Barack Obama's foreign policy disasters are about what one might expect from a leftist community organizer elected to be leader of the free world. So many of the countries this administration has touched -- Ukraine, Libya, Iraq -- have descended into acute civil war on Obama's watch. It's worth asking why, exactly, this has been the case.
It's not quite as simple as "the left sucks at war." French Socialist President Francois Hollande, for example, isn't too bad at it. He's been successfully running a series of ongoing foreign interventions in Africa.
So what does a French Socialist have that Obama doesn't? Two things: a French public that's relatively pragmatic in its views of military interventionism, particularly within their nation's sphere of influence; and an above-board public coupling of military and business interests, to the point where the French public fully accepts that there is no daylight between the two sectors. If France stages a military intervention, the president doesn't need to perform political gymnastics to justify subsequent corporate involvement. This clearly isn't the case in America.
It's childishly naive to think that conflict and interventionism are avoidable when you're a superpower. Especially in a time of economic crisis, the pressure is always on to enlarge your nation's slice of the global pie.
The problem is that leftists can't handle this reality, nor can they digest the idea that it's natural for humans to fight over the planet's limited resources. Unfortunately for Obama, leftists elected him and likely still comprise whatever is left of his support base. They thought they were electing a magic unicorn who would woo the world with hope, change and rainbows, because he didn't seem to have any oil, gas, and defense contractor friends.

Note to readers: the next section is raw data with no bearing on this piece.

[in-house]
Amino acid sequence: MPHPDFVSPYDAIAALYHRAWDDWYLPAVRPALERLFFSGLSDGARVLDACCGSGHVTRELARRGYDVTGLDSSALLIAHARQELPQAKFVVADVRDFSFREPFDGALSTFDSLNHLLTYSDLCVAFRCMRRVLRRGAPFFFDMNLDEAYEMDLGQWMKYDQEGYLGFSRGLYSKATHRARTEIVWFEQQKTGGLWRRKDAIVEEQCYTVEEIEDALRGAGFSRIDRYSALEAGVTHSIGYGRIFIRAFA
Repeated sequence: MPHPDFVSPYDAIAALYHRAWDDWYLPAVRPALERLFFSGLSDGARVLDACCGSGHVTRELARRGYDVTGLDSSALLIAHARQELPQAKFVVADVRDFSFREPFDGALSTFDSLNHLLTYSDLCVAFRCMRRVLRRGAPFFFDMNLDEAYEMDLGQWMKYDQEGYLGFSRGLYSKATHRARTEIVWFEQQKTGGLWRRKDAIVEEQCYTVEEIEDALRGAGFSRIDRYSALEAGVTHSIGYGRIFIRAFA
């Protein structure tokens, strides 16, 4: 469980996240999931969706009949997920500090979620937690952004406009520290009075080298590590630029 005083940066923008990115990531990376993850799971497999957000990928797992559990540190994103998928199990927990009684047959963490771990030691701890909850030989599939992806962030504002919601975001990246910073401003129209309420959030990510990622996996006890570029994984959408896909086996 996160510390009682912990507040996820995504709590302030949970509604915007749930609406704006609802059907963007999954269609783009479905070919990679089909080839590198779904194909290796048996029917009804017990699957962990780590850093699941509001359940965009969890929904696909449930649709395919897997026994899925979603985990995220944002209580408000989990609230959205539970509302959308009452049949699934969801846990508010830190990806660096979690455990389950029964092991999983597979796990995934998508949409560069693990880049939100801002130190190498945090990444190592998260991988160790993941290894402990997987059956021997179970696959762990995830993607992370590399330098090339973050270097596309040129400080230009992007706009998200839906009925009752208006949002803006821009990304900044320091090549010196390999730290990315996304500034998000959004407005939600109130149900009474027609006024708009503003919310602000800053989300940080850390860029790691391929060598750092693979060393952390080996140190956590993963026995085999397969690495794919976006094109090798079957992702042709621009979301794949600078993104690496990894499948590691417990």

But then the community organizer was mugged by reality. Not by "the military-industrial complex" or any other shady conspiracy entity; just plain reality.
Rather than be up front with the public about the cold hard facts of global competition, leftists like Obama feel compelled to get sneaky and invoke pretext to triangulate their non-interventionism with the real world. Ultimately, it doesn't work, because this is the era of social media and extreme transparency. The only pretext that can be employed discreetly is the initial one. For example, a president can convince the public that intervention is strictly based on humanitarian grounds, but other motivations -- notably economic ones -- will eventually come to light.
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